I am an assistant professor in the Department of Communication and an affiliated faculty member in the Department of Ethnic Studies at the University of California, San Diego. I work at the intersection of science and technology studies, moral and political anthropology, and design. My scholarship focuses on relations between technoscience, morality, and politics. I am particularly interested in how moral concerns and yearnings come to be mobilized for and experienced within expert-designed interventions. In doing so I look at how morally sanctioned expertise relates to issues of power, social division, and technocratic modes of governance. Having worked as both an ethnographer and a designer, I am also interested in how ethnography – and social science more generally – can and do play a role in making and shaping public processes. In that vein, I am the current director of the Studio for Ethnographic Design at the University of California, San Diego and a founding member of the University of California Collaboratory for Ethnographic Design.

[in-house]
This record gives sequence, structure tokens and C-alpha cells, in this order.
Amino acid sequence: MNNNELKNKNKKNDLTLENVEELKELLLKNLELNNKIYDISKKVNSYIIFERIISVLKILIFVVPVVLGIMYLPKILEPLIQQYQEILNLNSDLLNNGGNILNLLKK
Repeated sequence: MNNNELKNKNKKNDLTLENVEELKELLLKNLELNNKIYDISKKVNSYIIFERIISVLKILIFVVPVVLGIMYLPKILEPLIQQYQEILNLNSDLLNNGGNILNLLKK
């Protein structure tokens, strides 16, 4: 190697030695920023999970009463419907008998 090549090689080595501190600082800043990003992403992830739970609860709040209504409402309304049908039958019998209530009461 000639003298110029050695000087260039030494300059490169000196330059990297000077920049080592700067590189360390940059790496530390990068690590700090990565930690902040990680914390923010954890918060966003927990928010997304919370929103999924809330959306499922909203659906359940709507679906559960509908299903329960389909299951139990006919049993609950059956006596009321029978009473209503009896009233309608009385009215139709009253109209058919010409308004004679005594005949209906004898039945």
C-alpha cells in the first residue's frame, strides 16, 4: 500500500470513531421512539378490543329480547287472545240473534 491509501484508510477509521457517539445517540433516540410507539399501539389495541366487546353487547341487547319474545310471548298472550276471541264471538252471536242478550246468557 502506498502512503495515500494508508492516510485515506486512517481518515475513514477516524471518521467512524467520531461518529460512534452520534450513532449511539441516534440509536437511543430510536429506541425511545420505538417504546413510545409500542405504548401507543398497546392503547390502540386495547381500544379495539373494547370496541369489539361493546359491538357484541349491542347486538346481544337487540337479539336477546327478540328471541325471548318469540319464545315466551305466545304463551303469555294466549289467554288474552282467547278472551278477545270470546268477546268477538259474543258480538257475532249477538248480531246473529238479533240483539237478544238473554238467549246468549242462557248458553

My forthcoming book, Disruptive Fixation: School Reform and the Pitfalls of Techno-Idealism (Princeton 2017), is an ethnography about an ambitious attempt to reinvent the public school in the United States for the digital age. The book also draws on my experiences working on several cutting-edge philanthropic projects while I was a graduate student and new professor. It explores how techno-philanthropism manages to renew itself even though actual interventions routinely fall short of hoped for outcomes, often dramatically so. The book examines what this resilient idealism does manage to accomplish – politically and for whom – even as the interventions that it sets in motion do not accomplish wished for outcomes.
Prior to graduate school I worked in the field of user experience design, primarily for large not-for-profit organizations and in collaboration with the design consultancy Tellart. I received a B.A. from Bowdoin College in 2000 and a Ph.D. from the University of California, Berkeley’s School of Information in 2012.